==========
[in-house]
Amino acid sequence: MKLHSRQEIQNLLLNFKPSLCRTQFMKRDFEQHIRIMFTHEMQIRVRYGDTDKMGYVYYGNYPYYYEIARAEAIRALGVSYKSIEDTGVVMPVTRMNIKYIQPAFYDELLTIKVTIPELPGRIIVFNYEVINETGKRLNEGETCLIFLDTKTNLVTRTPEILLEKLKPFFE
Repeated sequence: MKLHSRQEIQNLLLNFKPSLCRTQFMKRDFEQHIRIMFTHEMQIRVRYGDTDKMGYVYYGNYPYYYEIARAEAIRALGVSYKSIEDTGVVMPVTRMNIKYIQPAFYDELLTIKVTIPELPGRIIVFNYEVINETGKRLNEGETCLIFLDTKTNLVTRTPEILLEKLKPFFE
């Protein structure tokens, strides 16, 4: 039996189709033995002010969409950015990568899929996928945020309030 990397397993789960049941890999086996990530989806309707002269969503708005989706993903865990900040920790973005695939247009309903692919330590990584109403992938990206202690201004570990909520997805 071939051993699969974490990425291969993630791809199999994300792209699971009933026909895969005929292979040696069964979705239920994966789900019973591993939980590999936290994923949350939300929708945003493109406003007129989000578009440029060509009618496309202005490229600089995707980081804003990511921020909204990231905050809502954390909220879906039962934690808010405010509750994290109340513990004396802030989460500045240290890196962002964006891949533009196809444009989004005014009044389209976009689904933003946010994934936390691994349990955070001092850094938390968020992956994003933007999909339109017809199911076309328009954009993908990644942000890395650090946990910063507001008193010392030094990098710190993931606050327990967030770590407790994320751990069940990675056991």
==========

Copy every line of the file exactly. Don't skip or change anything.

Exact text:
[in-house]
Amino acid sequence: MKLHSRQEIQNLLLNFKPSLCRTQFMKRDFEQHIRIMFTHEMQIRVRYGDTDKMGYVYYGNYPYYYEIARAEAIRALGVSYKSIEDTGVVMPVTRMNIKYIQPAFYDELLTIKVTIPELPGRIIVFNYEVINETGKRLNEGETCLIFLDTKTNLVTRTPEILLEKLKPFFE
Repeated sequence: MKLHSRQEIQNLLLNFKPSLCRTQFMKRDFEQHIRIMFTHEMQIRVRYGDTDKMGYVYYGNYPYYYEIARAEAIRALGVSYKSIEDTGVVMPVTRMNIKYIQPAFYDELLTIKVTIPELPGRIIVFNYEVINETGKRLNEGETCLIFLDTKTNLVTRTPEILLEKLKPFFE
């Protein structure tokens, strides 16, 4: 039996189709033995002010969409950015990568899929996928945020309030 990397397993789960049941890999086996990530989806309707002269969503708005989706993903865990900040920790973005695939247009309903692919330590990584109403992938990206202690201004570990909520997805 071939051993699969974490990425291969993630791809199999994300792209699971009933026909895969005929292979040696069964979705239920994966789900019973591993939980590999936290994923949350939300929708945003493109406003007129989000578009440029060509009618496309202005490229600089995707980081804003990511921020909204990231905050809502954390909220879906039962934690808010405010509750994290109340513990004396802030989460500045240290890196962002964006891949533009196809444009989004005014009044389209976009689904933003946010994934936390691994349990955070001092850094938390968020992956994003933007999909339109017809199911076309328009954009993908990644942000890395650090946990910063507001008193010392030094990098710190993931606050327990967030770590407790994320751990069940990675056991």